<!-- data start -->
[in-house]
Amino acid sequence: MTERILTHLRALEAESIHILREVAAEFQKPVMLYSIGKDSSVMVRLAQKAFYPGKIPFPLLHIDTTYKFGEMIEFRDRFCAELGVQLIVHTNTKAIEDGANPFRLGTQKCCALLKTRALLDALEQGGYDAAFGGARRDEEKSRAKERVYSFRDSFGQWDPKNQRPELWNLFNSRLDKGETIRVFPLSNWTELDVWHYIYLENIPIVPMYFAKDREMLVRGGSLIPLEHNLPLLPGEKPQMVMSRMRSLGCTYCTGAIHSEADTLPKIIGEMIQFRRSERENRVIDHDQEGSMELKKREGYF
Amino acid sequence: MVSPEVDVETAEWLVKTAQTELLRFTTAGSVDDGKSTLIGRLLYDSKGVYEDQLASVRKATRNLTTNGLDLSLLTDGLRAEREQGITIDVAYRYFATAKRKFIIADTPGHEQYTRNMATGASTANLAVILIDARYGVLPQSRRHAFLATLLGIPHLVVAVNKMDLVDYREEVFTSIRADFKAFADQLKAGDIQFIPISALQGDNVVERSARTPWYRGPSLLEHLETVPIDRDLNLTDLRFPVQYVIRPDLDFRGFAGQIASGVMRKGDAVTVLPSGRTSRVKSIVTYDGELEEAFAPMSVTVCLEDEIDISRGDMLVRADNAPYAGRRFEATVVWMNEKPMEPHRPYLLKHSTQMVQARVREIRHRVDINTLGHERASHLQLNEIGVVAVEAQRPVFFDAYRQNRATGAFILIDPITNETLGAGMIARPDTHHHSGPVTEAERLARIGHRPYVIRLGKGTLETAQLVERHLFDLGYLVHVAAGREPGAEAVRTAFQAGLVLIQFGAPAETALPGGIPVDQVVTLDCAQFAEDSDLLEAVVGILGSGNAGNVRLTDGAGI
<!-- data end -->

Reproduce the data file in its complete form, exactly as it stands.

[in-house]
Amino acid sequence: MTERILTHLRALEAESIHILREVAAEFQKPVMLYSIGKDSSVMVRLAQKAFYPGKIPFPLLHIDTTYKFGEMIEFRDRFCAELGVQLIVHTNTKAIEDGANPFRLGTQKCCALLKTRALLDALEQGGYDAAFGGARRDEEKSRAKERVYSFRDSFGQWDPKNQRPELWNLFNSRLDKGETIRVFPLSNWTELDVWHYIYLENIPIVPMYFAKDREMLVRGGSLIPLEHNLPLLPGEKPQMVMSRMRSLGCTYCTGAIHSEADTLPKIIGEMIQFRRSERENRVIDHDQEGSMELKKREGYF
Amino acid sequence: MVSPEVDVETAEWLVKTAQTELLRFTTAGSVDDGKSTLIGRLLYDSKGVYEDQLASVRKATRNLTTNGLDLSLLTDGLRAEREQGITIDVAYRYFATAKRKFIIADTPGHEQYTRNMATGASTANLAVILIDARYGVLPQSRRHAFLATLLGIPHLVVAVNKMDLVDYREEVFTSIRADFKAFADQLKAGDIQFIPISALQGDNVVERSARTPWYRGPSLLEHLETVPIDRDLNLTDLRFPVQYVIRPDLDFRGFAGQIASGVMRKGDAVTVLPSGRTSRVKSIVTYDGELEEAFAPMSVTVCLEDEIDISRGDMLVRADNAPYAGRRFEATVVWMNEKPMEPHRPYLLKHSTQMVQARVREIRHRVDINTLGHERASHLQLNEIGVVAVEAQRPVFFDAYRQNRATGAFILIDPITNETLGAGMIARPDTHHHSGPVTEAERLARIGHRPYVIRLGKGTLETAQLVERHLFDLGYLVHVAAGREPGAEAVRTAFQAGLVLIQFGAPAETALPGGIPVDQVVTLDCAQFAEDSDLLEAVVGILGSGNAGNVRLTDGAGI